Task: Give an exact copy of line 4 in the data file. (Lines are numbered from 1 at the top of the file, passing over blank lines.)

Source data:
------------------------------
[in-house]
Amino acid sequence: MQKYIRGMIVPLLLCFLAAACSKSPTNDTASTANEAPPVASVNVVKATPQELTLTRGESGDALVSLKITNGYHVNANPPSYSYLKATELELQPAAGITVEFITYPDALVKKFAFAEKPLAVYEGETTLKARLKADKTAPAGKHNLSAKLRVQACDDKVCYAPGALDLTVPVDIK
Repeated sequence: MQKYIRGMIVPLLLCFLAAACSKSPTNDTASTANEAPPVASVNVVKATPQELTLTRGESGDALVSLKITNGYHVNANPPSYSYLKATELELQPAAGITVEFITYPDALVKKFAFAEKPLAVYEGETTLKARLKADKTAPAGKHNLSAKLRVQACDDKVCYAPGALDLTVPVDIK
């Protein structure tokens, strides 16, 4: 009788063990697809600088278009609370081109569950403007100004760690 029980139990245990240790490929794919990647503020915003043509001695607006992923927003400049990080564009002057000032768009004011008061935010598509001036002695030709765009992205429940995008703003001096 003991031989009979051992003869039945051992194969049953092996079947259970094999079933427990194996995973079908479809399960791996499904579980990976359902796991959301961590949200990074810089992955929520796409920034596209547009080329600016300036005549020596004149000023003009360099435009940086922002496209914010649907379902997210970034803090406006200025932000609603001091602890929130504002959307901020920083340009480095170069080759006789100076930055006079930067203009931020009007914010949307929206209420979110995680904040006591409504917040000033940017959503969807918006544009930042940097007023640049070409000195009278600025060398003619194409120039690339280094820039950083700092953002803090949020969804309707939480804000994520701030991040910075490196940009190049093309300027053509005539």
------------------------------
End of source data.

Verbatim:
């Protein structure tokens, strides 16, 4: 009788063990697809600088278009609370081109569950403007100004760690 029980139990245990240790490929794919990647503020915003043509001695607006992923927003400049990080564009002057000032768009004011008061935010598509001036002695030709765009992205429940995008703003001096 003991031989009979051992003869039945051992194969049953092996079947259970094999079933427990194996995973079908479809399960791996499904579980990976359902796991959301961590949200990074810089992955929520796409920034596209547009080329600016300036005549020596004149000023003009360099435009940086922002496209914010649907379902997210970034803090406006200025932000609603001091602890929130504002959307901020920083340009480095170069080759006789100076930055006079930067203009931020009007914010949307929206209420979110995680904040006591409504917040000033940017959503969807918006544009930042940097007023640049070409000195009278600025060398003619194409120039690339280094820039950083700092953002803090949020969804309707939480804000994520701030991040910075490196940009190049093309300027053509005539």